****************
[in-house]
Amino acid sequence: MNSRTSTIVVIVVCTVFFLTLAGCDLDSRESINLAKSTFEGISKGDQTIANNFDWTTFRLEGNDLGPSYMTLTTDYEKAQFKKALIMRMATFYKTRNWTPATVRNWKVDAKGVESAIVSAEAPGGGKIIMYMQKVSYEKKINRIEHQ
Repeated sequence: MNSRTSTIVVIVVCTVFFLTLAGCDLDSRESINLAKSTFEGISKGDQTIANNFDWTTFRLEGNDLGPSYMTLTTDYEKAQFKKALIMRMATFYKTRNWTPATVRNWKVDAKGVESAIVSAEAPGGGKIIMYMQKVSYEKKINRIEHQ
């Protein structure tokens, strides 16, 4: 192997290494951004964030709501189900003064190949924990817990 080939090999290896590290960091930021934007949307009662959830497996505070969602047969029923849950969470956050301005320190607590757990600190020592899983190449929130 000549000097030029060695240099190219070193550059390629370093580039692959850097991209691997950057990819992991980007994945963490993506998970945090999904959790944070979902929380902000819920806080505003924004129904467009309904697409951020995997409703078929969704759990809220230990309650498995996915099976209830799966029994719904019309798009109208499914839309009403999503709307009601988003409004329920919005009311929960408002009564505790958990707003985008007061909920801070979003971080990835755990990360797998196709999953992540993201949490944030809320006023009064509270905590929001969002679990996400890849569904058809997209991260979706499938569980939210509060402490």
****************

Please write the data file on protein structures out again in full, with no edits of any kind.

[in-house]
Amino acid sequence: MNSRTSTIVVIVVCTVFFLTLAGCDLDSRESINLAKSTFEGISKGDQTIANNFDWTTFRLEGNDLGPSYMTLTTDYEKAQFKKALIMRMATFYKTRNWTPATVRNWKVDAKGVESAIVSAEAPGGGKIIMYMQKVSYEKKINRIEHQ
Repeated sequence: MNSRTSTIVVIVVCTVFFLTLAGCDLDSRESINLAKSTFEGISKGDQTIANNFDWTTFRLEGNDLGPSYMTLTTDYEKAQFKKALIMRMATFYKTRNWTPATVRNWKVDAKGVESAIVSAEAPGGGKIIMYMQKVSYEKKINRIEHQ
């Protein structure tokens, strides 16, 4: 192997290494951004964030709501189900003064190949924990817990 080939090999290896590290960091930021934007949307009662959830497996505070969602047969029923849950969470956050301005320190607590757990600190020592899983190449929130 000549000097030029060695240099190219070193550059390629370093580039692959850097991209691997950057990819992991980007994945963490993506998970945090999904959790944070979902929380902000819920806080505003924004129904467009309904697409951020995997409703078929969704759990809220230990309650498995996915099976209830799966029994719904019309798009109208499914839309009403999503709307009601988003409004329920919005009311929960408002009564505790958990707003985008007061909920801070979003971080990835755990990360797998196709999953992540993201949490944030809320006023009064509270905590929001969002679990996400890849569904058809997209991260979706499938569980939210509060402490």